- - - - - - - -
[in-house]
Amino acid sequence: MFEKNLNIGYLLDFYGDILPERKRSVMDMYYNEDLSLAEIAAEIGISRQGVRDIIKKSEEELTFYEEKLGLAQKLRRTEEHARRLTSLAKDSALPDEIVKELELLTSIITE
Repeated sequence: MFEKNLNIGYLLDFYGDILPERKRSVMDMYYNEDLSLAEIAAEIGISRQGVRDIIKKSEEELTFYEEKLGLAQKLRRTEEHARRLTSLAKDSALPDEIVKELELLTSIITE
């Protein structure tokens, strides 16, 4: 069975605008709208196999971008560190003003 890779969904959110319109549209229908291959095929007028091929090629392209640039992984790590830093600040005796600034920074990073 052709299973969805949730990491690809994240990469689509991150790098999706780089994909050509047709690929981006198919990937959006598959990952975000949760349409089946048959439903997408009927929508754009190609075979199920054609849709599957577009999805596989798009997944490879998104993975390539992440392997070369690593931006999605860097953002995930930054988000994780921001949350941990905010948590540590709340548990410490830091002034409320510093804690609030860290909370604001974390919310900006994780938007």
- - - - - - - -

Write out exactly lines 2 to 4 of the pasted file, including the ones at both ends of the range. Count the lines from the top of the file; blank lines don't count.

Amino acid sequence: MFEKNLNIGYLLDFYGDILPERKRSVMDMYYNEDLSLAEIAAEIGISRQGVRDIIKKSEEELTFYEEKLGLAQKLRRTEEHARRLTSLAKDSALPDEIVKELELLTSIITE
Repeated sequence: MFEKNLNIGYLLDFYGDILPERKRSVMDMYYNEDLSLAEIAAEIGISRQGVRDIIKKSEEELTFYEEKLGLAQKLRRTEEHARRLTSLAKDSALPDEIVKELELLTSIITE
């Protein structure tokens, strides 16, 4: 069975605008709208196999971008560190003003 890779969904959110319109549209229908291959095929007028091929090629392209640039992984790590830093600040005796600034920074990073 052709299973969805949730990491690809994240990469689509991150790098999706780089994909050509047709690929981006198919990937959006598959990952975000949760349409089946048959439903997408009927929508754009190609075979199920054609849709599957577009999805596989798009997944490879998104993975390539992440392997070369690593931006999605860097953002995930930054988000994780921001949350941990905010948590540590709340548990410490830091002034409320510093804690609030860290909370604001974390919310900006994780938007």